LONDON (Reuters) -Credit Suisse violated a 2014 plea deal with U.S. authorities by continuing to help ultra-wealthy Americans evade taxes and concealing more than $700 million from the government, the U.S. Senate Finance Committee found on Wednesday.
After concluding a two-year investigation into Credit Suisse – which this month agreed to a rescue takeover by rival UBS – the committee said it had uncovered “major violations” of the 2014 agreement between the Swiss lender and the U.S. Department of Justice (DoJ) for enabling tax evasion.
New owner UBS or the Swiss government should assume responsibility for any future fines, the committee said, calling on the DoJ and the Internal Revenue Service to investigate whether Credit Suisse should face more penalties.
The violations found by the committee included failing to disclose nearly $100 million in secret offshore accounts belonging to a single family of dual U.S.-Latin American citizens, which it said represented an “ongoing and potentially criminal conspiracy”.
In an emailed statement, Credit Suisse said it did not tolerate tax evasion and had been cooperating with U.S. authorities.
“Credit Suisse’s new leadership team has cooperated with the Committee’s inquiry and has supported the work of Senator Wyden, including in respect of suggested policy solutions to help strengthen the financial industry’s ability to detect undisclosed U.S. persons,” the bank said, referring to Senate Finance Committee Chairman Ron Wyden.
In a statement Wyden said: “At the center of this investigation are greedy Swiss bankers and catnapping government regulators, and the result appears to be a massive, ongoing conspiracy to help ultra-wealthy U.S. citizens to evade taxes and rip off their fellow Americans.”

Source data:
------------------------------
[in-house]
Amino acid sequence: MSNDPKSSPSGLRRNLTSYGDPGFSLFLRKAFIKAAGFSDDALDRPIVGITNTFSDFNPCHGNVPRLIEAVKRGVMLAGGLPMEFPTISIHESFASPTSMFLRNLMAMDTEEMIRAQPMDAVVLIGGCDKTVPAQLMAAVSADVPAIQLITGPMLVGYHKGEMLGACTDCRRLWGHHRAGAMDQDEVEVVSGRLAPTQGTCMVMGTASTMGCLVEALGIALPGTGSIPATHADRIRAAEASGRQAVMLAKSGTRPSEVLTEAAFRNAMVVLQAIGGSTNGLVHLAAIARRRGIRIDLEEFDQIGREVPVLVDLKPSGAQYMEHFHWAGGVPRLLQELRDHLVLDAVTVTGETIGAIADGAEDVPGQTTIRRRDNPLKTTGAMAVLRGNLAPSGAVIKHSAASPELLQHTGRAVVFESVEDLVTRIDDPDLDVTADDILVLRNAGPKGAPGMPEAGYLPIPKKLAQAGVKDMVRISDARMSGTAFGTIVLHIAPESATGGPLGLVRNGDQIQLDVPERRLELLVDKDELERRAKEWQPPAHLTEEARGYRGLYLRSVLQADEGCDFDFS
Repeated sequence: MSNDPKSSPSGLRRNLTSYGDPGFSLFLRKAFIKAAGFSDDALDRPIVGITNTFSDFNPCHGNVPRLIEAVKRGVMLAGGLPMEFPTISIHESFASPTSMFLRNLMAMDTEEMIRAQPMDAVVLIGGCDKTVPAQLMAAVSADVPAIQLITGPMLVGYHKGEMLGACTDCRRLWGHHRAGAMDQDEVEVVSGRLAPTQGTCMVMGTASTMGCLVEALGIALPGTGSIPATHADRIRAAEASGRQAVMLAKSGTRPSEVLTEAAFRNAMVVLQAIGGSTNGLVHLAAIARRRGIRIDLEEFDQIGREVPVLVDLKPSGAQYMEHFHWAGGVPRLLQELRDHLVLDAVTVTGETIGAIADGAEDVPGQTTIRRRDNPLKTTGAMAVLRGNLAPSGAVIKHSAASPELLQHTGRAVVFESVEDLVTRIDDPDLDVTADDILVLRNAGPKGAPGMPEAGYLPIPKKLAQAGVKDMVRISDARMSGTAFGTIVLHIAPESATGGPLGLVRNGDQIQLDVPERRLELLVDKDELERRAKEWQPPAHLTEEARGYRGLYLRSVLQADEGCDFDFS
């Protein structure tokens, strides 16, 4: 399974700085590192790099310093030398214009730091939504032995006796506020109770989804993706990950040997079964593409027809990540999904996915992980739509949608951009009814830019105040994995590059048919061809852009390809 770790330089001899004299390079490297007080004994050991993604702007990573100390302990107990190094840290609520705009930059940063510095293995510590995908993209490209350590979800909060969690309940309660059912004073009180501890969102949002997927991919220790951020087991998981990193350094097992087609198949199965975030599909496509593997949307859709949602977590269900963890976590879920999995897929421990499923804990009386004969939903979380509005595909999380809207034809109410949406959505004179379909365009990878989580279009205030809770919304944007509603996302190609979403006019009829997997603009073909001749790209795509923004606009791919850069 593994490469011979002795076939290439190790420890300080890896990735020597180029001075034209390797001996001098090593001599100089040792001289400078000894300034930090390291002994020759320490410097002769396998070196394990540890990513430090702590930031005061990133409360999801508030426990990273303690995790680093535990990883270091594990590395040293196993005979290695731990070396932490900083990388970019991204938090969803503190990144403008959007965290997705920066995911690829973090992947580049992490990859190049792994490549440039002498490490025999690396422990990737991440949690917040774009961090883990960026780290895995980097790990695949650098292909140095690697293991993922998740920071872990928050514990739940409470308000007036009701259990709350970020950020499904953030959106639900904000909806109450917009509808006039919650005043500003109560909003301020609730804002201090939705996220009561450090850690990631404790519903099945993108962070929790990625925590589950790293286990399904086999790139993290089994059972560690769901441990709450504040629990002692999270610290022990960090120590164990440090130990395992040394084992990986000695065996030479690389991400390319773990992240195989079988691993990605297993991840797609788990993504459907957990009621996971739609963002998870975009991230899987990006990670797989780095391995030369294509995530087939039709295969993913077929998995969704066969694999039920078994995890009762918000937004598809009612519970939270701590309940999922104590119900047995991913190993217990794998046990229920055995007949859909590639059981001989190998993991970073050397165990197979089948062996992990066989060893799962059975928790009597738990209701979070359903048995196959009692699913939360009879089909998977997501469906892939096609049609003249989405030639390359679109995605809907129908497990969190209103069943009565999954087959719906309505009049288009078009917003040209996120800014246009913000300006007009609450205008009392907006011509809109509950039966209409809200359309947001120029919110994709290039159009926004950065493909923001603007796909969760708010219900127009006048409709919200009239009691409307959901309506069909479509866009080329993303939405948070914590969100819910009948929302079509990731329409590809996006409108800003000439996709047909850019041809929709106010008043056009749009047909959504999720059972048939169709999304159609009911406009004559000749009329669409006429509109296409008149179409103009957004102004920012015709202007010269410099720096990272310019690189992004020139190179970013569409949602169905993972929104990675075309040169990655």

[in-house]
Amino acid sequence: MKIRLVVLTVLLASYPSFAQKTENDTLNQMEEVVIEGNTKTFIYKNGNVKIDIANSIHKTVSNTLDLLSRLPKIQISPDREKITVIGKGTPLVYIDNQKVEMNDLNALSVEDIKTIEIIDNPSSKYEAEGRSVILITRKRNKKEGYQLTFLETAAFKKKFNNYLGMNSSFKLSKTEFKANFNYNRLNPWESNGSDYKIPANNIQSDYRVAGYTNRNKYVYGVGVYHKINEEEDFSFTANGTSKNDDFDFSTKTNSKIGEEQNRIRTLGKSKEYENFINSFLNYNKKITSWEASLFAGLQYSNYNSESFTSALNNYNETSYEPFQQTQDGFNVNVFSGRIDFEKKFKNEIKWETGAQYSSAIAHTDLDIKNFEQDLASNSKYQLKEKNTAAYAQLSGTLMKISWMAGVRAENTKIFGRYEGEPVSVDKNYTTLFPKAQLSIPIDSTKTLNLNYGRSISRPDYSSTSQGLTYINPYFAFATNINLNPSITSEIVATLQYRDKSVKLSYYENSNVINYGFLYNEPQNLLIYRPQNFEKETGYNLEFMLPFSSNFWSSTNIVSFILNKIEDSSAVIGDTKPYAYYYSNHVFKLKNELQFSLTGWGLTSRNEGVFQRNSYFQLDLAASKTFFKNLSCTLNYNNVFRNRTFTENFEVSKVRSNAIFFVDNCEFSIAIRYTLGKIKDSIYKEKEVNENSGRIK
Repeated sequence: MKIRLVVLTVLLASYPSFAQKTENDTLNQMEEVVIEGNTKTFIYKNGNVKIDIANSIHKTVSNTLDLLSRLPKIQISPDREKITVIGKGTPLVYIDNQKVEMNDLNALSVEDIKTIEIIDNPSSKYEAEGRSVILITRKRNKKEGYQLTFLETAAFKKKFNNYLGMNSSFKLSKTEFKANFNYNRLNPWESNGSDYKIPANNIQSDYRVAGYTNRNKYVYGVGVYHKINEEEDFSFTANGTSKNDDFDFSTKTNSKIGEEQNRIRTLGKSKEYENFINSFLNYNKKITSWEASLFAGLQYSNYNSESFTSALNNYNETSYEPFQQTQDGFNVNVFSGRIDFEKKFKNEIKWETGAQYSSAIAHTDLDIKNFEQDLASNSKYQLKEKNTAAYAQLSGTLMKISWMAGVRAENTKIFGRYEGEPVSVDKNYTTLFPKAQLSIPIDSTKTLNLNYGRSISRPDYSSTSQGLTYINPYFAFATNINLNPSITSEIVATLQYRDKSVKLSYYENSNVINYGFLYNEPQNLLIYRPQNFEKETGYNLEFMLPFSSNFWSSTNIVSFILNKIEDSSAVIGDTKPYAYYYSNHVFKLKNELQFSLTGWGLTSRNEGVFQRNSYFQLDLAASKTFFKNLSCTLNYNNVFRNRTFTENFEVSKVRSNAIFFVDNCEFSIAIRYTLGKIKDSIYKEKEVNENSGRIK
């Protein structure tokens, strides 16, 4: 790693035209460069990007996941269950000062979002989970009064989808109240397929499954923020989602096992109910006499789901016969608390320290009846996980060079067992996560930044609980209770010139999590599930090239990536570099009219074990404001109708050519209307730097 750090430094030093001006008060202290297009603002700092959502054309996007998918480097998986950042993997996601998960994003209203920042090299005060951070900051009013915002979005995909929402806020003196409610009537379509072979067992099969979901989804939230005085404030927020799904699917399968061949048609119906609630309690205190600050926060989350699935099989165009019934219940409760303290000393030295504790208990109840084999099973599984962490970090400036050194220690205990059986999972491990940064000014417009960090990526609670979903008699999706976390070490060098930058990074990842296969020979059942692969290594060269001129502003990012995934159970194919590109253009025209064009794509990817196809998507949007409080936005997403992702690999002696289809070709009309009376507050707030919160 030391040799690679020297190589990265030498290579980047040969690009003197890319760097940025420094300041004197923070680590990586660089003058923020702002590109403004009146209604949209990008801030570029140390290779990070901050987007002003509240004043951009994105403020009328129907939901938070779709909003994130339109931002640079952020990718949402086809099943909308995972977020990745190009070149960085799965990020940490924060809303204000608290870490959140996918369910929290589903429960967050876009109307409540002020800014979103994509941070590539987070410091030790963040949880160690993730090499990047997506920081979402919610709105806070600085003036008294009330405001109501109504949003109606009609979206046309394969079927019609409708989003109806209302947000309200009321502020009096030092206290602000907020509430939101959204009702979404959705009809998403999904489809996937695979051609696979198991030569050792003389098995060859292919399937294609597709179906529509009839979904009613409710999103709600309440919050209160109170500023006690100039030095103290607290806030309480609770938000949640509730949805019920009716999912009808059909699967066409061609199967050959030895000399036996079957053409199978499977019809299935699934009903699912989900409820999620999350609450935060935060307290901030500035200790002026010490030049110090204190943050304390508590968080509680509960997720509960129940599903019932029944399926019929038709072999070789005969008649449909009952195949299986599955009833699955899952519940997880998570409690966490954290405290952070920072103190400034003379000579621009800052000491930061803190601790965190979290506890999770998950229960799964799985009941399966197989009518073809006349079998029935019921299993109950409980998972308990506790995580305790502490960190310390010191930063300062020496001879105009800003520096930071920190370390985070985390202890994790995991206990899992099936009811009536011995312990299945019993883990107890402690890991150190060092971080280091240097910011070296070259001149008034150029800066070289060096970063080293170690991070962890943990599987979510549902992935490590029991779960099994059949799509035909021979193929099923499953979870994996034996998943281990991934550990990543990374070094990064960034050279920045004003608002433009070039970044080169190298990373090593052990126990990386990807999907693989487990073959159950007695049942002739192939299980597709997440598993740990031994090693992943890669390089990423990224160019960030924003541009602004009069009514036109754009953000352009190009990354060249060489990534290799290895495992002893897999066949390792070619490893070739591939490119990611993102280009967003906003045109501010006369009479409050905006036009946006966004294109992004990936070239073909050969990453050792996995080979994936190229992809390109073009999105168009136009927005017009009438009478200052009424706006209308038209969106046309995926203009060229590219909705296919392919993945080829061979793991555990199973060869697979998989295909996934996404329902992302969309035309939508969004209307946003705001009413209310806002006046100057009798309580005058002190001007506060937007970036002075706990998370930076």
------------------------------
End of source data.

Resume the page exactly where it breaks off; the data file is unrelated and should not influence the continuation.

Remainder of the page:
Representatives for the U.S. Justice Department did not immediately respond to a request for comment.
Credit Suisse in 2014 became the largest bank in 20 years to plead guilty to a U.S. criminal charge, agreeing to pay a $2.5 billion fine for helping Americans evade taxes in a conspiracy that spanned decades.
It was one of a string of scandals that rocked Switzerland’s second-biggest lender and contributed to it being forced into the arms of UBS.
Last year it pled guilty to defrauding investors over an $850 million loan to Mozambique and in June the bank was convicted by Switzerland’s Federal Criminal Court of failing to prevent money-laundering by a Bulgarian cocaine trafficking gang.
Swiss authorities engineered the rescue of Credit Suisse earlier this month as they scrambled to prevent the lender from collapsing. UBS on Wednesday rehired Sergio Ermotti as chief executive to steer the takeover.
According to the committee, Credit Suisse bankers helped the family of U.S.-Latin American citizens – referred to as “The Family” – hide nearly $100 million from the U.S. taxman and let the tax evasion continue undetected for almost a decade.
Its bankers masked the fact that members of the family held American citizenship and then when shutting the accounts in 2013 transferred the funds to other banks in Switzerland and elsewhere without notifying the Department of Justice, as the 2014 plea deal required.
Credit Suisse’s former head of private banking for Latin America played a significant role in managing the account, the committee said. A source familiar with the matter said the account was known as “The Colombian family”.
The bank only disclosed the accounts, as well as those used by a U.S. businessman to conceal more than $220 million, after whistleblowers contacted U.S. authorities, the committee said.
“The Committee believes the conduct of ultra-high net worth tax evaders at Credit Suisse and other banks in Switzerland just scratches the surface,” it said.
(Reporting by Tommy Reggiori Wilkes and Stefania Spezzati in London and Mrinmay Dey in Bengaluru; Additional reporting by Susan Heavey in Washington; Editing by Louise Heavens, David Holmes and Jonathan Oatis)